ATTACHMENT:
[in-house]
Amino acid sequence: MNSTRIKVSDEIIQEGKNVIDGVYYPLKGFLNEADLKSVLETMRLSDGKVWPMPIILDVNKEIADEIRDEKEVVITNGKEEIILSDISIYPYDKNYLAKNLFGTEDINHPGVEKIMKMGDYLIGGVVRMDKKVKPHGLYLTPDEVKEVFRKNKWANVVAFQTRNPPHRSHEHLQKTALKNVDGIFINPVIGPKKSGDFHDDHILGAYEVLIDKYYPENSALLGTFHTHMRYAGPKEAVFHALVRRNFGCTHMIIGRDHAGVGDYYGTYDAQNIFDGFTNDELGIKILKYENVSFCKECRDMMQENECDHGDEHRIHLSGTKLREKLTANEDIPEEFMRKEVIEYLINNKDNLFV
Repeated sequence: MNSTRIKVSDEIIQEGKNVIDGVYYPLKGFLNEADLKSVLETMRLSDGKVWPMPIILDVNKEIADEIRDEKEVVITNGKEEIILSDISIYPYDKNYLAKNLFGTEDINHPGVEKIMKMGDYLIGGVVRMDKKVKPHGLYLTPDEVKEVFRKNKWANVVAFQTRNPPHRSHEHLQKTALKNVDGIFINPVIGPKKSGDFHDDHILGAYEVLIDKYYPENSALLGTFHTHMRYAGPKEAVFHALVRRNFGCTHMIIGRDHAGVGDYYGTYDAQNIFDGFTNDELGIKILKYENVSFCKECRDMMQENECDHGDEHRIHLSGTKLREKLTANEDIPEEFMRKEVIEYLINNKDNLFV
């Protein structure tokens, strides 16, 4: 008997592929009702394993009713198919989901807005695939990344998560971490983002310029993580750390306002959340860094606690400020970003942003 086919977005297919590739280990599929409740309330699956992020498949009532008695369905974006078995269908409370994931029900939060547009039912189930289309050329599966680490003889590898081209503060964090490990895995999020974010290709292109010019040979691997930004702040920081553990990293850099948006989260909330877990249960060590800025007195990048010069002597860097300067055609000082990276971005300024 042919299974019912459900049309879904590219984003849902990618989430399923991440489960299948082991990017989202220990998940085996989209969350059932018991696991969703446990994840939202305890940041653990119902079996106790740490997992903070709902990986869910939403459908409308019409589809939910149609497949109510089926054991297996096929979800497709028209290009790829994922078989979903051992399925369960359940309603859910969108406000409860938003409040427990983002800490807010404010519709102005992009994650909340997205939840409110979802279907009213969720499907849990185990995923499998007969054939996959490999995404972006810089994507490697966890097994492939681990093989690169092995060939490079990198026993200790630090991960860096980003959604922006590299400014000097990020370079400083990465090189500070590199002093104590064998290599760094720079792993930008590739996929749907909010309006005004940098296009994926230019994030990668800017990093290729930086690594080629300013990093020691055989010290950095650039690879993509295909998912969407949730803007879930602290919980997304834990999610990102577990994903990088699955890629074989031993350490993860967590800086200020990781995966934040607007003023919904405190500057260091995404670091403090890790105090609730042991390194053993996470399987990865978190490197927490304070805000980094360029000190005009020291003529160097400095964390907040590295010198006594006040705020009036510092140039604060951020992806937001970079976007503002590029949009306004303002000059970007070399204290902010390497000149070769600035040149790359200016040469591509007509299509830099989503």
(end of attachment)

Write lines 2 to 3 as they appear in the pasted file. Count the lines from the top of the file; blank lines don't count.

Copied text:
Amino acid sequence: MNSTRIKVSDEIIQEGKNVIDGVYYPLKGFLNEADLKSVLETMRLSDGKVWPMPIILDVNKEIADEIRDEKEVVITNGKEEIILSDISIYPYDKNYLAKNLFGTEDINHPGVEKIMKMGDYLIGGVVRMDKKVKPHGLYLTPDEVKEVFRKNKWANVVAFQTRNPPHRSHEHLQKTALKNVDGIFINPVIGPKKSGDFHDDHILGAYEVLIDKYYPENSALLGTFHTHMRYAGPKEAVFHALVRRNFGCTHMIIGRDHAGVGDYYGTYDAQNIFDGFTNDELGIKILKYENVSFCKECRDMMQENECDHGDEHRIHLSGTKLREKLTANEDIPEEFMRKEVIEYLINNKDNLFV
Repeated sequence: MNSTRIKVSDEIIQEGKNVIDGVYYPLKGFLNEADLKSVLETMRLSDGKVWPMPIILDVNKEIADEIRDEKEVVITNGKEEIILSDISIYPYDKNYLAKNLFGTEDINHPGVEKIMKMGDYLIGGVVRMDKKVKPHGLYLTPDEVKEVFRKNKWANVVAFQTRNPPHRSHEHLQKTALKNVDGIFINPVIGPKKSGDFHDDHILGAYEVLIDKYYPENSALLGTFHTHMRYAGPKEAVFHALVRRNFGCTHMIIGRDHAGVGDYYGTYDAQNIFDGFTNDELGIKILKYENVSFCKECRDMMQENECDHGDEHRIHLSGTKLREKLTANEDIPEEFMRKEVIEYLINNKDNLFV